With their popped lacoste polo collars and boat shoes, Vampire Weekend seems to be the antithesis of their name. Since debuting their first, self-titled album in 2008, Vampire Weekend have embraced their contrarian reputation and continuously break expectations of fans and critics.
Recently named “Album of the Year” by Rolling Stones Magazines, Modern Vampires of the City, discards their collegiate image without alienating old fans. The songs themselves remain distinctly branded as Vampire Weekend originals, incorporating African steel guitar, Dominican rhythms, witty lyrics with cultural references, and infectious melodies. But, the album cover’s depiction of a hazy New York City of the past gives off a certain futuristic vibe, which betrays that MOVTC is different from anything that Vampire Weekend has done before.
This new album opens with “Obvious Bicycle” which welcomes the listener with a vaguely hopeful melody that lacks the expected, frenzied guitar riffs and stringed interludes, making it clear that this is a new Vampire Weekend. The song’s lyrics themselves turn from the light-heartedness that characterized their debut album, and are largely reflective, hinting at darker, introspective topics such as success and mortality. In MOVTC, Vampire Weekend examines heavier topics with playful lyrics and a healthy dose of self-awareness.
In the track “Diane Young”, which is wordplay on the phrase “dying young”, lead singer Ezra Koenig’s voice is manipulated several octaves lower as he repeats the word “Baby” over and over again creating an eerie effect. The use of autotune is just one of the new production techniques producer and band member Rostam Batmanglij has employed with the help of new producer Ariel Rechtshaid. In “Ya Hey”, spoken word and squeaky Alvin-and-the-Chipmunks-styled “ya hey’s” blends together to create one of the album’s catchiest tracks.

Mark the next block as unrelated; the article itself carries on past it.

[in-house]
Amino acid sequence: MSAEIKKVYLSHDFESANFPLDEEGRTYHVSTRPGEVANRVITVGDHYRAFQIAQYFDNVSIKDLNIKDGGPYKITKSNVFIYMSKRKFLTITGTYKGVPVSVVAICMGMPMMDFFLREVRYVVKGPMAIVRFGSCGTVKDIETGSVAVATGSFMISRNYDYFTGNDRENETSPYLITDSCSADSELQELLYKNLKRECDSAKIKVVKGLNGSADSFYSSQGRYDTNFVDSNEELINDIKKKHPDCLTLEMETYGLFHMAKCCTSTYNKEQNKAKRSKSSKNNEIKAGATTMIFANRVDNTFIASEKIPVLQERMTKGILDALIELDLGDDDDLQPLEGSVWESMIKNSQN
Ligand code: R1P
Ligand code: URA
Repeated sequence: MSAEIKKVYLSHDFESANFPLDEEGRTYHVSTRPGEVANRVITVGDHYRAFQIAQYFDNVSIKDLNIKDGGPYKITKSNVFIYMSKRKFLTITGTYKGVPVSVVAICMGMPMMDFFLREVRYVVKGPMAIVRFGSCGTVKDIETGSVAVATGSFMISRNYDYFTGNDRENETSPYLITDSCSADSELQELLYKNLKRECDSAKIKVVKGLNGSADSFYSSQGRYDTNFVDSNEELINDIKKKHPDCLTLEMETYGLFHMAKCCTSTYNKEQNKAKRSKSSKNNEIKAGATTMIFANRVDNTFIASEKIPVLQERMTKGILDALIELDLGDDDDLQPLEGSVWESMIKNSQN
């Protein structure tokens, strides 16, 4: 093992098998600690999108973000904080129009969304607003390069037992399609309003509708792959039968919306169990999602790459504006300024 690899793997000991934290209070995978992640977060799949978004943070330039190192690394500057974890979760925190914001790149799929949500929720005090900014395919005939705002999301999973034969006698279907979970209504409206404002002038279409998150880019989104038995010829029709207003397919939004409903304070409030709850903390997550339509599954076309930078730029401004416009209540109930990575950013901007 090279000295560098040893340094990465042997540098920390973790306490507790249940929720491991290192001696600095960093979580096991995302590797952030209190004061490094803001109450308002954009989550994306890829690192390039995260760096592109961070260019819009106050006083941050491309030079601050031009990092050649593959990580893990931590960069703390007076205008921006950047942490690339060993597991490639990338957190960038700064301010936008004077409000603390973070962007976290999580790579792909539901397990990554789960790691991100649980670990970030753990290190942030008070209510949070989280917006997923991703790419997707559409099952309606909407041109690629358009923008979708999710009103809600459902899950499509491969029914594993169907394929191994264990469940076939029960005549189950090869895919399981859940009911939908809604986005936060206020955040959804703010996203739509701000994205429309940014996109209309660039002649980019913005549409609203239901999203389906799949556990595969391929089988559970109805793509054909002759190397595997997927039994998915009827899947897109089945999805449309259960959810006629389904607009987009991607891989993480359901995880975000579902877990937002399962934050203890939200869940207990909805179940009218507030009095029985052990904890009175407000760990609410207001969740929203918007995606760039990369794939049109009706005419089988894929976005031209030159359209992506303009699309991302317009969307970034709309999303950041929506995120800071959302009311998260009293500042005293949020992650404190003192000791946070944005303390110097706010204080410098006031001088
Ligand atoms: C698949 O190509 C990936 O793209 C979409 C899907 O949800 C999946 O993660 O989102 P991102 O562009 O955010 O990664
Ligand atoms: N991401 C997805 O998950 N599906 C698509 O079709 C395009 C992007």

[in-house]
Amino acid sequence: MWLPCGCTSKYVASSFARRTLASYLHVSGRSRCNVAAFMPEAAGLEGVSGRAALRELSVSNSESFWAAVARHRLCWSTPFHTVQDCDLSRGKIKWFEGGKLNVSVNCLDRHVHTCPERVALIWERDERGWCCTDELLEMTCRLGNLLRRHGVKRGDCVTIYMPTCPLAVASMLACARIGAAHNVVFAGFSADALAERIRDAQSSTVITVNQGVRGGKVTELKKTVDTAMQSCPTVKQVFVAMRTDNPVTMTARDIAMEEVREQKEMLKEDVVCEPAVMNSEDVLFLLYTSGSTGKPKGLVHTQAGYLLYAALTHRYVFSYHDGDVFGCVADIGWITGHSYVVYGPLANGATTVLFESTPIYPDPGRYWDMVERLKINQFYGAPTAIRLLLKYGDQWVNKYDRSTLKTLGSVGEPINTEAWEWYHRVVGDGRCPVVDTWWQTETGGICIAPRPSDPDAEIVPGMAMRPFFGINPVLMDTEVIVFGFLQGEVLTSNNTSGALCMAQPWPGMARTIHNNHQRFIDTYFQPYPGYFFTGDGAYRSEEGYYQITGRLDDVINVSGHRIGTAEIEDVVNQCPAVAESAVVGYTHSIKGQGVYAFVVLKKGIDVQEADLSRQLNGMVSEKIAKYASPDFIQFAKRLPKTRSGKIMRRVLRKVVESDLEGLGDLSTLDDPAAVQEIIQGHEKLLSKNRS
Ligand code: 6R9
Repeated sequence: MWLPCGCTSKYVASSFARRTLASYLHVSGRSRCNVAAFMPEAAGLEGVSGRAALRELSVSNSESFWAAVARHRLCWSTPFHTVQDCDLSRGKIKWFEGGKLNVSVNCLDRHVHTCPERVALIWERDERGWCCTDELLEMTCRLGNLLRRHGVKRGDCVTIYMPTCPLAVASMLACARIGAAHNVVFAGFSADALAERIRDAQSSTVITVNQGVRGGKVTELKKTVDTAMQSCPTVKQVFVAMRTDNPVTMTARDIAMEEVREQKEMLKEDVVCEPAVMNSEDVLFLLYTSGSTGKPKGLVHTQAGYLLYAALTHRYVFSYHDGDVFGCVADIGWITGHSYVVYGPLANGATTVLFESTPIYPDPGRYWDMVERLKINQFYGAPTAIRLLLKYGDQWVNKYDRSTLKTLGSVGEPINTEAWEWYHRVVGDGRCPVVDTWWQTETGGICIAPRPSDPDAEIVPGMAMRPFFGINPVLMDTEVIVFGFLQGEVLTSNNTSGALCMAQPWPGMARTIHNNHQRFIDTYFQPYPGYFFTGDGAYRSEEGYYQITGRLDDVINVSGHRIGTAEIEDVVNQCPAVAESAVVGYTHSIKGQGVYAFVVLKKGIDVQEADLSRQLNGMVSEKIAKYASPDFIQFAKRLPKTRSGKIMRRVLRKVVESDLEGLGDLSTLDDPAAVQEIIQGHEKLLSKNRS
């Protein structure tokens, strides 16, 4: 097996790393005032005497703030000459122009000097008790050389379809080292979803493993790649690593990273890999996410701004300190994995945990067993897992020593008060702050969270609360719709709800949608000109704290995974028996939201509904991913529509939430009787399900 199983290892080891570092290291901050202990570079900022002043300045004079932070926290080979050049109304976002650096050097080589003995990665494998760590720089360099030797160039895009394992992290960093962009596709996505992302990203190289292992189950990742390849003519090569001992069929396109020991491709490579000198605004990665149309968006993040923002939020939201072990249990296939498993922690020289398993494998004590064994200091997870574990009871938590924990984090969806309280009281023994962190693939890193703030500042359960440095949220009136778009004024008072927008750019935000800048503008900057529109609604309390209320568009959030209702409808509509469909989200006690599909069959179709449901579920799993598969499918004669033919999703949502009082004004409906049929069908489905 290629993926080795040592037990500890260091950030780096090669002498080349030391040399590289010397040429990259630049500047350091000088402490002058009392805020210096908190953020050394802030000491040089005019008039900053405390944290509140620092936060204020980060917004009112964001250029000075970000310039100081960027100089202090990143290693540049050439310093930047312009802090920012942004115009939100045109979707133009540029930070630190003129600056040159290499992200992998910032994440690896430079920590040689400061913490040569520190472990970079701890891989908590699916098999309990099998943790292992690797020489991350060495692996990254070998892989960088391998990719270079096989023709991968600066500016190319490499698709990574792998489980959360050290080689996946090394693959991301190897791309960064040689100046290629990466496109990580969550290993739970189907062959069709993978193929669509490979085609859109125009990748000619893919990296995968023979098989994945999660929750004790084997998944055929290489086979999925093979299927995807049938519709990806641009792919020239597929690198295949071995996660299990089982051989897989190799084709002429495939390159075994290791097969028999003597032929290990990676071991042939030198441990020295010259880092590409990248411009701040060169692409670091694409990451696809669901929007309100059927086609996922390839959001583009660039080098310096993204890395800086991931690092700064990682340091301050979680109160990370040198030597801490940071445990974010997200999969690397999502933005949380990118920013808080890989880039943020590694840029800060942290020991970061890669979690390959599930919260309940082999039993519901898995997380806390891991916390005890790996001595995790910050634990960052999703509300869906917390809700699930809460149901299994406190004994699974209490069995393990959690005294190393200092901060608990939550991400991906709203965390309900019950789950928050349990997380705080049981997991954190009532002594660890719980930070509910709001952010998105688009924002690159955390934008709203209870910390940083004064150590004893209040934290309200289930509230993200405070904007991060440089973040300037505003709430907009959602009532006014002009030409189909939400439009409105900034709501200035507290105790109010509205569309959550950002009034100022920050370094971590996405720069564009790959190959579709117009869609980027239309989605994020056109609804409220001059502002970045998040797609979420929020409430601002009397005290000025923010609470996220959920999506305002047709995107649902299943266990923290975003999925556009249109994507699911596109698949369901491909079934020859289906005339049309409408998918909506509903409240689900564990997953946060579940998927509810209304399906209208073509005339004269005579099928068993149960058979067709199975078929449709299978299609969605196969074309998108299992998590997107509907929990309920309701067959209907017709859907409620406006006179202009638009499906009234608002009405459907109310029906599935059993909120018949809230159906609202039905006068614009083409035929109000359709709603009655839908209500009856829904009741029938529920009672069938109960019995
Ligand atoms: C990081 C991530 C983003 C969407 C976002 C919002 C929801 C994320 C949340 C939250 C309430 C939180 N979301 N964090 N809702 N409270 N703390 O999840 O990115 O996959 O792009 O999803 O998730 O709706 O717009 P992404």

Some tracks such as “Hannah Hunt” and “Hudson” explore the melancholy arrangements that first appeared in their sophomore album, Contra, with frontman, Ezra Koenig’s haunting vocals transporting listeners to the eerie New York City pictured on the cover. While the cheery “Finger Back” and “Worship You” are reminiscent of their “Oxford Comma” days, recalling days on the shores of Cape Cod.
MOVTC is a true culmination of the music Vampire Weekend has created over the past 5 years. Without losing their “Upper West Side Soweto” roots, Vampire Weekend has cemented their inimitable style in this masterfully crafted album worthy of the title “Album of the Year”.